Geobotanical prospecting refers to prospecting based on indicator plants like metallophytes and the analysis of vegetation. For example, the Viscaria Mine in Sweden was named after the plant Silene suecica syn. Viscaria alpina that was used by prospecters to discover the ore deposits. A "most faithful" indicator plant is Ocimum centraliafricanum , the "copper plant" or "copper flower" formerly known as Becium homblei , found only on copper and nickel containing soils in central to southern Africa. In , Stephen E. Haggerty identified Pandanus candelabrum as a botanical indicator for kimberlite pipes, a source of mined diamonds.

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Botanical methods of prospecting involve the use of vegetation in searching for ore deposits. Although these methods have been used for several centuries, there is much confusion about terminology because there are two distinct methods of botanical prospecting. Geobotanical methods are visual and rely mainly on an interpretation of the plant cover to detect morphological changes or plant associations typical of certain types of geologic environments or of ore deposits within these environments.

Geobotanical methods were first used in Roman times when vegetation was employed in the search for subterranean water.

Later the Russian botanist Karpinsky became the first man to study thoroughly the relationship between plant communities and their geologic substrate. A number of books have appeared on the subject of Skip to main content Skip to table of contents. This service is more advanced with JavaScript available.

General Geology Edition. Contents Search. Geobotanical prospecting. How to cite. This is a preview of subscription content, log in to check access. Aery, N. Google Scholar. Bazilevskaya, N. Sibireva, , Change in the color of the corolla in Eschscholtzia californica under the influence of microelements in Russian , Bull.

Leningrad 6, 32— Brooks, R. New York: Wiley, p. Portland, Ore. Rotterdam: Balkema, p. Mining and Metallurgy Proc. Lee, and T. Ecology 62, — McCleave, and E. Schofield, , Cobalt and nickel uptake by the Nyssaceae, Taxon 26, — Morrison, R. Reeves, T. Dudley, and Y. Trow, and B. Reeves, R. Morrison, and F. Malaisse, , Belgium Royal Soc. Botany Bull. Buyalov, N. Shvyryaeva, , Geobotanical method in prospecting for salts of boron, Internat.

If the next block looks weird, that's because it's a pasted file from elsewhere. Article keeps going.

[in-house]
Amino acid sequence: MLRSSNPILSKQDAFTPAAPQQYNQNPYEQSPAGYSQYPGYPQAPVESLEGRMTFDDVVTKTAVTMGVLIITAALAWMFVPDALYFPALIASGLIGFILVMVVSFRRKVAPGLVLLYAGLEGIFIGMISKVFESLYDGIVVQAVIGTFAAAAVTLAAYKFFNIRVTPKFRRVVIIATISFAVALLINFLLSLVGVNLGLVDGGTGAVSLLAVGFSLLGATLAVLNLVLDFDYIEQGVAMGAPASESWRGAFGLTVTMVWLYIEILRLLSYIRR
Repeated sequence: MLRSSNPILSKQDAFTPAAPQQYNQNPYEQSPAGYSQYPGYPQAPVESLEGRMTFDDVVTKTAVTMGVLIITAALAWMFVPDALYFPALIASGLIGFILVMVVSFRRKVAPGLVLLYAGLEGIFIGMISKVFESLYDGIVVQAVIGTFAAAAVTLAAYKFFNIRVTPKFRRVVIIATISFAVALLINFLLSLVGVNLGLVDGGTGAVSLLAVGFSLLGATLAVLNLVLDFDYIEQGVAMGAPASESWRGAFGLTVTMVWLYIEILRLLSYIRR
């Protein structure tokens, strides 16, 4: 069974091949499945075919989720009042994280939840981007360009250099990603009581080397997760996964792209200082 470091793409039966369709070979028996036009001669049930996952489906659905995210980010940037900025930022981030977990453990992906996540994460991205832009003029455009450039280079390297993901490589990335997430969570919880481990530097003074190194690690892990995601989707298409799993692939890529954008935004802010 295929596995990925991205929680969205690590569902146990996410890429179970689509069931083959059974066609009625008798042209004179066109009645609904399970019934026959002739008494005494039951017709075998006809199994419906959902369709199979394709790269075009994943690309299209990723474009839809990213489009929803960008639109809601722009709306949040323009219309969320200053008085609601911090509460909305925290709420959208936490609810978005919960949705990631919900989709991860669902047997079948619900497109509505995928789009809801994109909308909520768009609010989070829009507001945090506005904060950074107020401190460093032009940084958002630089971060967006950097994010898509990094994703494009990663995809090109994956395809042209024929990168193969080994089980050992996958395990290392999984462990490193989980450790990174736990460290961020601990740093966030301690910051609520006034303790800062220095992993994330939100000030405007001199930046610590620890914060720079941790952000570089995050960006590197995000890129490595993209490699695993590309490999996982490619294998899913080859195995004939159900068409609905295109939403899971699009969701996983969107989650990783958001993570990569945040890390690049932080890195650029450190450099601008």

Geology Rev. Cannon, H. Survey Bull. Part I: Advances in geobotanical methods of prospecting, Canada Geol. Survey Econ. Geology Rept. Chaffee, M. Chikishev, A. New York: Consultants Bureau, p. Cole, M. Mining and Metallurgy Spec. Muell, as a nickel indicator and accumulator plant, Jour. Ecology 10, — Duvigneaud, P. Ernst, W. Arbeitsgemeinschaft 13, — Greig-Smith, P. London: Butterworths, p. Henwood, W. Howard-Williams, C. Ecology 58, — Comptes Rendus D, — Comptes Rendus , Karpinsky, A.

Sadovodstva, Nos. Mahalanobis, P. Malaisse, F. Gregoire, R. Morrison, and R. Reeves, , Aeolanthus biformifolius: A hyperaccumulator of copper from Zaire, Science , — Brooks, and R. Malyuga, D. Malashkina, and A.

Minguzzi, C. Vergnano, , The content of nickel in the ash of Alyssum bertolonii Desv. Toscana Sci. Atti Mem. Nesvetailova, N. Nicolls, O. Provan, M. Cole, and J.

Tooms, , Geobotany and geochemistry in mineral exploration in the Dugald River area, Cloncurry district, Australia, Australasian Inst. Mining and Metallurgy Trans. Nielsen, J. Brooks, C. Boswell, and N. Marshall, , Statistical evaluation of geobotanical and biogeochemical data by discriminant analysis, Jour. Palou, R.

Magny, and J. Carles, , Two plant indicators of zinc-lead deposits in the Pyrenees, Soc. Toulouse Bull. Persson, H. Hattori Bot. Brooks, , European species of Thlaspi L. Cruciferae as indicators of nickel and zine, Jour. Exploration 18, — Rune, O. Suecica 31, 1— Severne, B. Brooks, , A nickel-accumulating plant from Western Australia, Planta , 91— Shacklette, H. Shchapova, G.


Geobotanical prospecting



Definition of geobotanical prospecting




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